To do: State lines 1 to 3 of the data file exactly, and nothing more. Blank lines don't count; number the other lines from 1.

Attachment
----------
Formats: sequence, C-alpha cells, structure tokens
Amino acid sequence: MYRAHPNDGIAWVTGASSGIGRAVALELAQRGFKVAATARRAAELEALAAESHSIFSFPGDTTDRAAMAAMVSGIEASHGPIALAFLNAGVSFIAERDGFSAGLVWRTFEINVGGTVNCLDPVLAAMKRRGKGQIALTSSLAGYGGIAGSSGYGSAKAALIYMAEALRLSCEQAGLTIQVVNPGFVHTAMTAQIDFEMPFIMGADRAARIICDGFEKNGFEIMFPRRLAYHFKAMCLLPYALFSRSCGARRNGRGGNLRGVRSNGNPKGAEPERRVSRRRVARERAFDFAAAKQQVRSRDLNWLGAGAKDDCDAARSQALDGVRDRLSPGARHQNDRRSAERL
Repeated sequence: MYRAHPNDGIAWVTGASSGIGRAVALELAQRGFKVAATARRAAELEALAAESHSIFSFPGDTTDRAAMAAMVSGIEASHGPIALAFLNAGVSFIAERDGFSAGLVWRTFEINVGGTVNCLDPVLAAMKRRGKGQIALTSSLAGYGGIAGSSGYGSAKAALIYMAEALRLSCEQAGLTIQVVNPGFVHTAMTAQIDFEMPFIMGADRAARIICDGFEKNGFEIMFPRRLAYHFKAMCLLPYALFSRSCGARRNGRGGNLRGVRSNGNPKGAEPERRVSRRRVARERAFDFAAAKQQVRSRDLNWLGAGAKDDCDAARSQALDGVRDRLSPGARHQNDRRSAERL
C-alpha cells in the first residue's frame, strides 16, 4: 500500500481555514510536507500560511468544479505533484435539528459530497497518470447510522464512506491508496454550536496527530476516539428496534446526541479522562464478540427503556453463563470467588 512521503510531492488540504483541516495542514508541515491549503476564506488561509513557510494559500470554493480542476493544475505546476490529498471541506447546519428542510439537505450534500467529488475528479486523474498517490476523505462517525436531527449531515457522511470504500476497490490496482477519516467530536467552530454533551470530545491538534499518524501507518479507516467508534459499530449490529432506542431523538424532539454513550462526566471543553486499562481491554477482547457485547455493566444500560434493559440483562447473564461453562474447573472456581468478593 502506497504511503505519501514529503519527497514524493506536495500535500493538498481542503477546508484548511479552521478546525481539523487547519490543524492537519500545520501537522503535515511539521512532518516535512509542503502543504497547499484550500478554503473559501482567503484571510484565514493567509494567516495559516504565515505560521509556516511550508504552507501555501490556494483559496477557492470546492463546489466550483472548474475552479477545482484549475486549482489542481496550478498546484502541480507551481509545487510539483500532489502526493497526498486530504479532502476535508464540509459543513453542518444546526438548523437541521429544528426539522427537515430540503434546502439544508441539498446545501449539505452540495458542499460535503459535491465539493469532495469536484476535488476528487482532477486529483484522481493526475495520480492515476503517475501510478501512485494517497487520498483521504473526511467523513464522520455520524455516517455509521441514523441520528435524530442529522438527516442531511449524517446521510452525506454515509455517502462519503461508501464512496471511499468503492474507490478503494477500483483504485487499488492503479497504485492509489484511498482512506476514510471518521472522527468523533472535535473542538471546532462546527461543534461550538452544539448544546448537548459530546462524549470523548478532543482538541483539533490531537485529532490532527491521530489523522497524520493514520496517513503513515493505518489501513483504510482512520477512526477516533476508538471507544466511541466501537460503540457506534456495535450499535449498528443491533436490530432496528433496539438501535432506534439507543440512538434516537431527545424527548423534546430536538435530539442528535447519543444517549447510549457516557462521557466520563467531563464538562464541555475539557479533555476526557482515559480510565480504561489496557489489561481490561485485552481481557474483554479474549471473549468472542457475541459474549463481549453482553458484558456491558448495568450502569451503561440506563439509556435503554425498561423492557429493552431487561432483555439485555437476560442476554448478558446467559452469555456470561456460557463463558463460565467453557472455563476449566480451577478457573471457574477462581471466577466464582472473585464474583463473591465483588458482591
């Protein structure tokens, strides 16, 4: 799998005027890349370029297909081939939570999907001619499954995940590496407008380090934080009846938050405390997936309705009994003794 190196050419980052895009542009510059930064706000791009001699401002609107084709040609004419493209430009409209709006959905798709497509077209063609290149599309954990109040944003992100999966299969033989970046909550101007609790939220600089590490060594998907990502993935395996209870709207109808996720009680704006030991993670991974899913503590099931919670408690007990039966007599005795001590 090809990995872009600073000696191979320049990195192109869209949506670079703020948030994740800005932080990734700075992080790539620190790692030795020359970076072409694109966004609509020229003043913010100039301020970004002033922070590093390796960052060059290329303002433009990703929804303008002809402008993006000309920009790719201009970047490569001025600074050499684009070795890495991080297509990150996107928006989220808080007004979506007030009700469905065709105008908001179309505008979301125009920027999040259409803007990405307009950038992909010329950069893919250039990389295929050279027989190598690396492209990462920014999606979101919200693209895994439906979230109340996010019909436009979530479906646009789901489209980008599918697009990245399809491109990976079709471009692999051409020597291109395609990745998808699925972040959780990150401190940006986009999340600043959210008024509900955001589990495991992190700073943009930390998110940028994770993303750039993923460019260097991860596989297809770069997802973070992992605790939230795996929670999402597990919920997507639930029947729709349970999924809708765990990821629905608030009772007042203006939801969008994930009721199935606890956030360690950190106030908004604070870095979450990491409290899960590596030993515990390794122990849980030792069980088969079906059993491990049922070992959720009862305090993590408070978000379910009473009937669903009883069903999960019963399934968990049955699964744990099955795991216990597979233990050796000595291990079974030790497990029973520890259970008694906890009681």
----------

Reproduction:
Formats: sequence, C-alpha cells, structure tokens
Amino acid sequence: MYRAHPNDGIAWVTGASSGIGRAVALELAQRGFKVAATARRAAELEALAAESHSIFSFPGDTTDRAAMAAMVSGIEASHGPIALAFLNAGVSFIAERDGFSAGLVWRTFEINVGGTVNCLDPVLAAMKRRGKGQIALTSSLAGYGGIAGSSGYGSAKAALIYMAEALRLSCEQAGLTIQVVNPGFVHTAMTAQIDFEMPFIMGADRAARIICDGFEKNGFEIMFPRRLAYHFKAMCLLPYALFSRSCGARRNGRGGNLRGVRSNGNPKGAEPERRVSRRRVARERAFDFAAAKQQVRSRDLNWLGAGAKDDCDAARSQALDGVRDRLSPGARHQNDRRSAERL
Repeated sequence: MYRAHPNDGIAWVTGASSGIGRAVALELAQRGFKVAATARRAAELEALAAESHSIFSFPGDTTDRAAMAAMVSGIEASHGPIALAFLNAGVSFIAERDGFSAGLVWRTFEINVGGTVNCLDPVLAAMKRRGKGQIALTSSLAGYGGIAGSSGYGSAKAALIYMAEALRLSCEQAGLTIQVVNPGFVHTAMTAQIDFEMPFIMGADRAARIICDGFEKNGFEIMFPRRLAYHFKAMCLLPYALFSRSCGARRNGRGGNLRGVRSNGNPKGAEPERRVSRRRVARERAFDFAAAKQQVRSRDLNWLGAGAKDDCDAARSQALDGVRDRLSPGARHQNDRRSAERL